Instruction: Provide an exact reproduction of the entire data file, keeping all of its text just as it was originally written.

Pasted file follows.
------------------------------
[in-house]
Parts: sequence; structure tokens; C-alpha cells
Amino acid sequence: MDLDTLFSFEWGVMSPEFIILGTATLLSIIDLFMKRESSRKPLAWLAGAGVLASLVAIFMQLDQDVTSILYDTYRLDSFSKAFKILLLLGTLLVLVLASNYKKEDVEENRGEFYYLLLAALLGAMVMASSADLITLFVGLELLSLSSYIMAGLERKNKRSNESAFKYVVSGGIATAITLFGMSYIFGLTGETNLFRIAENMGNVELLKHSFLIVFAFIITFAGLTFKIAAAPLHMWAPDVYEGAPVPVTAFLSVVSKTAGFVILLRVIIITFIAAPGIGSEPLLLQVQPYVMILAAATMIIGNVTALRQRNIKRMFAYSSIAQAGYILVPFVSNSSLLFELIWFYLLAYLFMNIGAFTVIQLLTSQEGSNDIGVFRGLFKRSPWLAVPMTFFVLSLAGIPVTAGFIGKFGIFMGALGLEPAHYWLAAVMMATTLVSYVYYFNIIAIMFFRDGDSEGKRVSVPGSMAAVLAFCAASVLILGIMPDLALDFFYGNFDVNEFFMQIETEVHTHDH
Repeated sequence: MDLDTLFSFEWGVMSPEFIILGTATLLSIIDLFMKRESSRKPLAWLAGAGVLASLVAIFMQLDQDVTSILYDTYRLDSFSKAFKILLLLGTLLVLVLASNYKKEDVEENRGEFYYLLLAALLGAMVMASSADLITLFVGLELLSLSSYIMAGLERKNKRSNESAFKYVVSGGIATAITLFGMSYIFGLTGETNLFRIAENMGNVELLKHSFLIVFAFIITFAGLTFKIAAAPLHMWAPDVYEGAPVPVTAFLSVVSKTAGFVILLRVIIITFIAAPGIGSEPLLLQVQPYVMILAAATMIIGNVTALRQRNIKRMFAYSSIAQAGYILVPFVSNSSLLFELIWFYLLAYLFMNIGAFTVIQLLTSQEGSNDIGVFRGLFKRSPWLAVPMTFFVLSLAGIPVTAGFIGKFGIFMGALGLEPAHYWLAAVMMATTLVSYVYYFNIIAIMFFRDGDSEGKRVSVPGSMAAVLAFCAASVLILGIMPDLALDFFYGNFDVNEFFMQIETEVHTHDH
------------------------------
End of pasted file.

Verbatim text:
[in-house]
Parts: sequence; structure tokens; C-alpha cells
Amino acid sequence: MDLDTLFSFEWGVMSPEFIILGTATLLSIIDLFMKRESSRKPLAWLAGAGVLASLVAIFMQLDQDVTSILYDTYRLDSFSKAFKILLLLGTLLVLVLASNYKKEDVEENRGEFYYLLLAALLGAMVMASSADLITLFVGLELLSLSSYIMAGLERKNKRSNESAFKYVVSGGIATAITLFGMSYIFGLTGETNLFRIAENMGNVELLKHSFLIVFAFIITFAGLTFKIAAAPLHMWAPDVYEGAPVPVTAFLSVVSKTAGFVILLRVIIITFIAAPGIGSEPLLLQVQPYVMILAAATMIIGNVTALRQRNIKRMFAYSSIAQAGYILVPFVSNSSLLFELIWFYLLAYLFMNIGAFTVIQLLTSQEGSNDIGVFRGLFKRSPWLAVPMTFFVLSLAGIPVTAGFIGKFGIFMGALGLEPAHYWLAAVMMATTLVSYVYYFNIIAIMFFRDGDSEGKRVSVPGSMAAVLAFCAASVLILGIMPDLALDFFYGNFDVNEFFMQIETEVHTHDH
Repeated sequence: MDLDTLFSFEWGVMSPEFIILGTATLLSIIDLFMKRESSRKPLAWLAGAGVLASLVAIFMQLDQDVTSILYDTYRLDSFSKAFKILLLLGTLLVLVLASNYKKEDVEENRGEFYYLLLAALLGAMVMASSADLITLFVGLELLSLSSYIMAGLERKNKRSNESAFKYVVSGGIATAITLFGMSYIFGLTGETNLFRIAENMGNVELLKHSFLIVFAFIITFAGLTFKIAAAPLHMWAPDVYEGAPVPVTAFLSVVSKTAGFVILLRVIIITFIAAPGIGSEPLLLQVQPYVMILAAATMIIGNVTALRQRNIKRMFAYSSIAQAGYILVPFVSNSSLLFELIWFYLLAYLFMNIGAFTVIQLLTSQEGSNDIGVFRGLFKRSPWLAVPMTFFVLSLAGIPVTAGFIGKFGIFMGALGLEPAHYWLAAVMMATTLVSYVYYFNIIAIMFFRDGDSEGKRVSVPGSMAAVLAFCAASVLILGIMPDLALDFFYGNFDVNEFFMQIETEVHTHDH